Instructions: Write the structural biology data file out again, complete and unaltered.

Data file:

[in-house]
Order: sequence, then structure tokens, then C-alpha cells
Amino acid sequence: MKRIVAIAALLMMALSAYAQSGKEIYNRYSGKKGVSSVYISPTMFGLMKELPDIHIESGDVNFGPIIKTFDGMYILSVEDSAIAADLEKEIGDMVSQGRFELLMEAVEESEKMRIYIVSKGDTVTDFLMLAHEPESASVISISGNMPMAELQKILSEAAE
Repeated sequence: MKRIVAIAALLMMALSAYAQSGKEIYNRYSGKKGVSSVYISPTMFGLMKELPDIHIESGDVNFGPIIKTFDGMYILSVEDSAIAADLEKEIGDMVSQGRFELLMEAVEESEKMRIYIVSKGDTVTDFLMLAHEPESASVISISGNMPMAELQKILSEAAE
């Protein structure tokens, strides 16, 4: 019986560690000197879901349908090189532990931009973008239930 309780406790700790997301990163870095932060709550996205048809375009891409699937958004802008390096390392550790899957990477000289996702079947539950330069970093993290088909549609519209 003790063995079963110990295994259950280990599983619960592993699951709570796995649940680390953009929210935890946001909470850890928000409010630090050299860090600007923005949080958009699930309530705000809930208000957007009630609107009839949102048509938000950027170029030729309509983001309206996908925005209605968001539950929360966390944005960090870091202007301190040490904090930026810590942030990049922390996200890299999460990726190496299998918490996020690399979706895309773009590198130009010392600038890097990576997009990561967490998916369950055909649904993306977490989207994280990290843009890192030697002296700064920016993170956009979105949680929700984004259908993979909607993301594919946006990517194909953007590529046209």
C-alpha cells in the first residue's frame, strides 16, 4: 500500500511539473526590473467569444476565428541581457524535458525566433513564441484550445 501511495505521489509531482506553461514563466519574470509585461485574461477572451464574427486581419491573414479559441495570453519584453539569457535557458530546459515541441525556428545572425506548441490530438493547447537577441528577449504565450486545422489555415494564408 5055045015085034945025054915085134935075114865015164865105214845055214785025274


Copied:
[in-house]
Order: sequence, then structure tokens, then C-alpha cells
Amino acid sequence: MKRIVAIAALLMMALSAYAQSGKEIYNRYSGKKGVSSVYISPTMFGLMKELPDIHIESGDVNFGPIIKTFDGMYILSVEDSAIAADLEKEIGDMVSQGRFELLMEAVEESEKMRIYIVSKGDTVTDFLMLAHEPESASVISISGNMPMAELQKILSEAAE
Repeated sequence: MKRIVAIAALLMMALSAYAQSGKEIYNRYSGKKGVSSVYISPTMFGLMKELPDIHIESGDVNFGPIIKTFDGMYILSVEDSAIAADLEKEIGDMVSQGRFELLMEAVEESEKMRIYIVSKGDTVTDFLMLAHEPESASVISISGNMPMAELQKILSEAAE
């Protein structure tokens, strides 16, 4: 019986560690000197879901349908090189532990931009973008239930 309780406790700790997301990163870095932060709550996205048809375009891409699937958004802008390096390392550790899957990477000289996702079947539950330069970093993290088909549609519209 003790063995079963110990295994259950280990599983619960592993699951709570796995649940680390953009929210935890946001909470850890928000409010630090050299860090600007923005949080958009699930309530705000809930208000957007009630609107009839949102048509938000950027170029030729309509983001309206996908925005209605968001539950929360966390944005960090870091202007301190040490904090930026810590942030990049922390996200890299999460990726190496299998918490996020690399979706895309773009590198130009010392600038890097990576997009990561967490998916369950055909649904993306977490989207994280990290843009890192030697002296700064920016993170956009979105949680929700984004259908993979909607993301594919946006990517194909953007590529046209």
C-alpha cells in the first residue's frame, strides 16, 4: 500500500511539473526590473467569444476565428541581457524535458525566433513564441484550445 501511495505521489509531482506553461514563466519574470509585461485574461477572451464574427486581419491573414479559441495570453519584453539569457535557458530546459515541441525556428545572425506548441490530438493547447537577441528577449504565450486545422489555415494564408 5055045015085034945025054915085134935075114865015164865105214845055214785025274